Garden Chores for April

Garden chores for April from Sow True Seed Asheville NC.

We’ve had April weather in February, May weather in March and today April feels like blustery March with that cold wind and potential frost tonight. So what’s a gardener to do?

Preparation is the word of the month. Get those summer beds weeded and composted, fertilize, nurture your indoor seedlings. The weather is unpredictable but being prepared will give you the best outcome.

This list of chores is adapted from The Mountain Gardener, a newsletter put out by the Buncombe County Master Gardeners program, part of NC Extension. Each month they include a list specific to western NC.


• Didn’t get the lawn fertilizer out on time? Wait until September. Nitrogen applied this late is an invitation for brown patch fungus disease in June.
• It’s growing so fast with all this rain, the lawn can get out of hand quickly. Maintain mowing height for fescue lawns at 3 to 3 1/2 inches.
• It is too late to expect good results from applying crabgrass preventer now. Much of the seed has already begun to germinate.



• April is a great time to plant shrubs and perennials. Keep them watered this summer.
• Do not plant frost-tender annuals before May unless you will be able to cover them in case of frost.
• Ample early spring moisture has produced plenty of weeds. Pull them before they get too tough or go to seed.
• As soon as spring blooming shrubs have finished blooming, it’s time to prune if they have gotten too large.
• Many perennials can be divided now—hostas, Japanese anemone, black-eyed-Susan, yarrow, chrysanthemums, etc.
• If you want to relocate daffodils, it is okay to dig them after they have bloomed. Do not remove leaves. Replant them as you would any other transplant and leave the leaves to die down on their own.
• Renovate house plants. This is a good time to repot and cut them back as needed.



• Plant your new fruit crops.
• If you did not get fruit trees pruned in March, it is better to prune late than to miss a year of pruning.
• Fertilize fruit trees, blueberries, grape vines, and brambles. Chuck Marsh of Useful Plants Nursery recommends “a balanced blended organic fertilizer for most of the plants we grow – something like Fertrell 5-5-3, Harmony, or PlantTone works well and is readily available from Fifth Season Garden Supply in Asheville and other suppliers of organic gardening products. See the package for recommended amounts. For blueberries and other acid-loving plants, we recommend HollyTone, coffee grounds, or cottonseed meal.”
• Strawberries are early this year, many already have berries on them. You might want to have row cover fabric handy in case you need to protect the blooms from a late frost.



• Consider growing some vegetables in containers. This is often a good option if the only sunny space you have is the deck or patio.
• You can still plant potatoes as well as plant seeds for lettuce, beets and leafy greens.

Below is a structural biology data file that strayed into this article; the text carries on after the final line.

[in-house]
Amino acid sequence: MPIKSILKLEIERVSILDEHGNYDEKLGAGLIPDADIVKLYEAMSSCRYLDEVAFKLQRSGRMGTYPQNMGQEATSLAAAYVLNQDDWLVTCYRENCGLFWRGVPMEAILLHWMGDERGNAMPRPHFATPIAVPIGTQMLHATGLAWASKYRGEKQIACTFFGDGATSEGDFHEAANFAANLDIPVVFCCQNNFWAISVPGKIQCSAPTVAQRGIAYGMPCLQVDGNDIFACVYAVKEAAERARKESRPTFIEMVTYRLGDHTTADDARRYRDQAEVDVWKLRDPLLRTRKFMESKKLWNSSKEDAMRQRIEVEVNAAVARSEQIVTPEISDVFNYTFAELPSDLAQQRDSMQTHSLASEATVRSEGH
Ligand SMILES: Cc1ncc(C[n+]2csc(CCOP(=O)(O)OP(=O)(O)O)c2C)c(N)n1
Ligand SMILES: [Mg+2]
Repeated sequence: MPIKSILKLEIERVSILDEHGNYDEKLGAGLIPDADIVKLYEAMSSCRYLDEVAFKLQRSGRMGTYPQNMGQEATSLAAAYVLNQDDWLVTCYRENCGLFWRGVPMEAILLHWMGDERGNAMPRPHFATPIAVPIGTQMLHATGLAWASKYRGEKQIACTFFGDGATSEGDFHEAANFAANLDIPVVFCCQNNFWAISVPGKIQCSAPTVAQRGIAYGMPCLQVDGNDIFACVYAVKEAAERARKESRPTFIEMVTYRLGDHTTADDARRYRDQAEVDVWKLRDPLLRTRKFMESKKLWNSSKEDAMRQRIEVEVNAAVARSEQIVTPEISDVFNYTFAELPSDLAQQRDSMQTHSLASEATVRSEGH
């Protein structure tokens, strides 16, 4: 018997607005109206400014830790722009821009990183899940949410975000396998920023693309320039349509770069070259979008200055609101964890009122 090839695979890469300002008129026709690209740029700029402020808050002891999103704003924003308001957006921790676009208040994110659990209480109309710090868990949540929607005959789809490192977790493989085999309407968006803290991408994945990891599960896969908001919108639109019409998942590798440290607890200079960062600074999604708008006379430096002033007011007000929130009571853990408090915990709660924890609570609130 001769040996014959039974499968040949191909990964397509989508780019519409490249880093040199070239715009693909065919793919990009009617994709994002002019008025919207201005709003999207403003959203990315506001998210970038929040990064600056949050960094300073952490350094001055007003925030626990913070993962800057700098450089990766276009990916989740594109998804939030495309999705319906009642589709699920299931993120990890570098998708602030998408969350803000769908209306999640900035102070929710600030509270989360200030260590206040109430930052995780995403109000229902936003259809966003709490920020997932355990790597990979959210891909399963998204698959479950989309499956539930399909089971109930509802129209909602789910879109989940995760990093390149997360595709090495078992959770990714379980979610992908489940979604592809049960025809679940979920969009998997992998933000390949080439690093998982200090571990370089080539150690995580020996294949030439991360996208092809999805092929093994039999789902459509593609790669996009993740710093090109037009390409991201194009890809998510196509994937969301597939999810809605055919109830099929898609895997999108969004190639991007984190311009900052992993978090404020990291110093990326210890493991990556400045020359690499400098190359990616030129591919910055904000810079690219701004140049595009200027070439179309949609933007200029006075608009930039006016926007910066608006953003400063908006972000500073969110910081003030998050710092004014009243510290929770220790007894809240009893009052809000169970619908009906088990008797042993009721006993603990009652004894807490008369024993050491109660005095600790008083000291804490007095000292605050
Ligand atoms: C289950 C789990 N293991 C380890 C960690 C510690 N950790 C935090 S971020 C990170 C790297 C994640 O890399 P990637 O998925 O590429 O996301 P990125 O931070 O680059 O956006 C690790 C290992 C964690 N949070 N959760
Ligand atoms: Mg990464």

• Set out transplants for cool season crops such as cabbage, broccoli, lettuce. Make sure they are hardened off before planting into the garden.
• Have row cover fabric handy if frost sensitive crops are planted before May 10 (in Asheville).
• Perennial herbs such as rosemary, thyme and lavender can be planted later in the month.
• Start your nightshades indoors if you haven’t already – peppers, tomatoes, eggplants. Give them high quality potting soil and bottom warmth if you can. They should be about 6″ tall when it’s time to plant them outdoors in May.


• Add ornamental features to the entry, patio or garden with container gardens. Select
plant combinations according to the sun or shade in the intended location.
• It’s not too late to build a lasagna style, no till bed for your summer veggies.
• Give your wildlife some attention. Clean up the bird feeders. Consider building or buying a bat box or a mason bee house. Invite in the beneficials!

1 comment

  • Norma McLemore

    Very old post, I realize, but I looked at it because the weather has gotten so weird that my zone 6 (far Southwest Virginia—Appalachia) now seems more akin to the zone 7 weather I had when I lived in the N.C. Piedmont. Then I saw your plug for lasagna gardening, which I have used for years. I have a suggestion for growing potatoes that occurred to me precisely because of the lasagna method.

    I was cutting down cardboard shipping boxes to put down on my raised beds (the latter are necessary here because I have almost no flat land, and my improved soil was washing downhill). And I thought: Why break down a box to plant potatoes? Why not keep the box whole and put the organic matter on the potatoes inside the box?

    The boxes will eventually break down, of course, but they take a good while to do so, and by the time harvest comes, the organic matter is half-composted and can be used as mulch around the other plants in the garden bed. I started doing this because I wanted something to contain the potato area, which I knew would need more ruined hay from my barn (courtesy of my brush goats) than would the potatoes’ companions in the raised bed.

    Looks a bit odd, I admit, but it works!

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